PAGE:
Subject: Re: Small Ethernet packet padding
To: None <>
From: Manuel Bouyer <>
List: tech-net
Date: 10/31/2004 14:50:11
On Sun, Oct 31, 2004 at 02:24:54PM +0100, wrote:
> On Sun, Oct 31, 2004 at 01:33:11PM +0100, Manuel Bouyer wrote:
> > On Sun, Oct 31, 2004 at 12:18:29PM +0100, wrote:
> [...]
> > > Also, I wonder what is the gain of making the padding at
> > > the driver level.  I'd like some input there too.  If
> > > there is no actual advantage to doing that inside the
> > > hardware driver, I think it would be best to convert all
> > > affected drivers to such a scheme as the low-level padding
> > > adds quite some complexity to the driver.
> > 
> > The problem with doing this at the the ethernet level is that
> > it will always cost you extra CPU cycles. 
> Indeed, I'll burn some CPU cycles even when the drivers doesn't need
> the padding.
> > - if the adapter is doing PIO, just write a buch of 0 to the I/O port,
> >   no need to extend the packet. See ne2000.c for an example. This cost less
> >   cpu cycles than setting memory to 0 and then bus_space_write()ing this to
> >   the I/O port.
> > - if the adapter is doing scatter/gather DMA, just add an extra preallocated,
> >   preset to 0 segment at the end. This is almost free in term of CPU cycles.
> >   See if_tl.c for an example.
> > - if the adapter is doing DMA from a fixed preallocated buffer (and the mbuf
> >   chain is copied to this buffer before transmit), just memset the required
> >   space to 0. Again cost less cycles than setting memory to 0 and copying it
> >   to the buffer.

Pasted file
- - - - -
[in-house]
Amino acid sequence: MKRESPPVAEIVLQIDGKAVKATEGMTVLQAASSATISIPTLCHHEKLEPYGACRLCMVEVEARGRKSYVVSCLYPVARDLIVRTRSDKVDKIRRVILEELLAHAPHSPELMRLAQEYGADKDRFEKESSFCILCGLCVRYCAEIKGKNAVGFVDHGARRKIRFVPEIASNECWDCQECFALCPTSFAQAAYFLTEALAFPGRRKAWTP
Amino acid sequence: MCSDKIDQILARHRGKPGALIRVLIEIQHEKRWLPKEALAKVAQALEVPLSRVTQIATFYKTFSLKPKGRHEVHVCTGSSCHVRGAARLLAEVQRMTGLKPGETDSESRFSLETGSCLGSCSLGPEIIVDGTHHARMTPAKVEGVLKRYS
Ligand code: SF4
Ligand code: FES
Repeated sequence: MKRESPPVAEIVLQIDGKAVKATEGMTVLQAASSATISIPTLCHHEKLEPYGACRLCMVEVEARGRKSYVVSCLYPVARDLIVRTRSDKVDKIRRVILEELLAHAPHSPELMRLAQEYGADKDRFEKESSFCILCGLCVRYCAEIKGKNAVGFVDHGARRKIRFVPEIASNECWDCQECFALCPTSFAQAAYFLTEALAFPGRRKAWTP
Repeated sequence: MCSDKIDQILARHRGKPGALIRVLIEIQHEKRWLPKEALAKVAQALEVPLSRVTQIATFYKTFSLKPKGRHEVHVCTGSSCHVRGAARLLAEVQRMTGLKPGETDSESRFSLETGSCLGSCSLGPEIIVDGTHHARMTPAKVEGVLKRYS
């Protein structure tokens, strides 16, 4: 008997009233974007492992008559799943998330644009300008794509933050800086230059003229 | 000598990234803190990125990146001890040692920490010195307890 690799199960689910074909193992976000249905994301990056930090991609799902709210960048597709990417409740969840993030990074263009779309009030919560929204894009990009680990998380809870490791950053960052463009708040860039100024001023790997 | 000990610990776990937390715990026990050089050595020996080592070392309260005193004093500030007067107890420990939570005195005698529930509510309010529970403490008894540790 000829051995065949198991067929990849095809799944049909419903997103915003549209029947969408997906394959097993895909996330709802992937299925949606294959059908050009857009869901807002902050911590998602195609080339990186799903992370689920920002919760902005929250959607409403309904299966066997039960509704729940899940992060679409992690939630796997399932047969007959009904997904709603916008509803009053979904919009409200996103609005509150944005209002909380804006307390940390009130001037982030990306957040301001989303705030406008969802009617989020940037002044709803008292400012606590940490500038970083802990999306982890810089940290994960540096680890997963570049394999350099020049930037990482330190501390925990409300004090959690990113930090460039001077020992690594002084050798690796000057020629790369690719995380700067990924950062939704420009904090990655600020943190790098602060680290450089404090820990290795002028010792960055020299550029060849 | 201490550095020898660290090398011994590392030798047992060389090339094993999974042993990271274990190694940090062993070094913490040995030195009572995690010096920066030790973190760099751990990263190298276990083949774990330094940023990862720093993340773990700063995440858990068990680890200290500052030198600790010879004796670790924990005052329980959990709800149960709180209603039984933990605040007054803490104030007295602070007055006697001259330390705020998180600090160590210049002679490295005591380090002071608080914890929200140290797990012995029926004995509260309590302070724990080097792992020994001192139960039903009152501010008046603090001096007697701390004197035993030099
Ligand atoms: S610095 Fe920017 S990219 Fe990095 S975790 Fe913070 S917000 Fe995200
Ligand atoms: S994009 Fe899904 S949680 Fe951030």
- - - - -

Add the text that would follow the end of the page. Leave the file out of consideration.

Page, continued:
> > - for adapters that autopad themselves, you still add a test in the path.
> > 
> > Now, I don't know if saving these extra CPU cycles is really important or
> > not. When I did the work on this padding problem, it was decided that the
> > best place to do this was in the drivers themselves, because it was the most
> > efficient.
> But it feels so much cleaner that way.

i don't think so. ether_output() doesn't always pass the mbuf to a real
ethernet device (in which case padding may be inappropriate), or to a device
which may have different padding restrictions (does wifi need padding
to ETHER_MIN_LEN ?). Also, packets may come to the adapter's if_snd queue
from other places than ether_output() (if_vlan will do it, as does if_bridge).

> When you told me to look at tl(4)
> code, that's what I did.  But I wasn't able to adapt it to gem(4).  Almost,
> but it simply made the interface fail.  I know that it's very important to

Well, something is wrong then. Either the chip is buggy, or you code wasn't
right. Anyway, it doesn't look right to add bloat to a common piece of
code because one driver in the tree can't handle it.

> spend as little time as possible in the network stack, but drivers are
> already very complicated pieces of code.

The code to add padding doesn't add only a few lines of code, really.

Manuel Bouyer <>
     NetBSD: 26 ans d'experience feront toujours la difference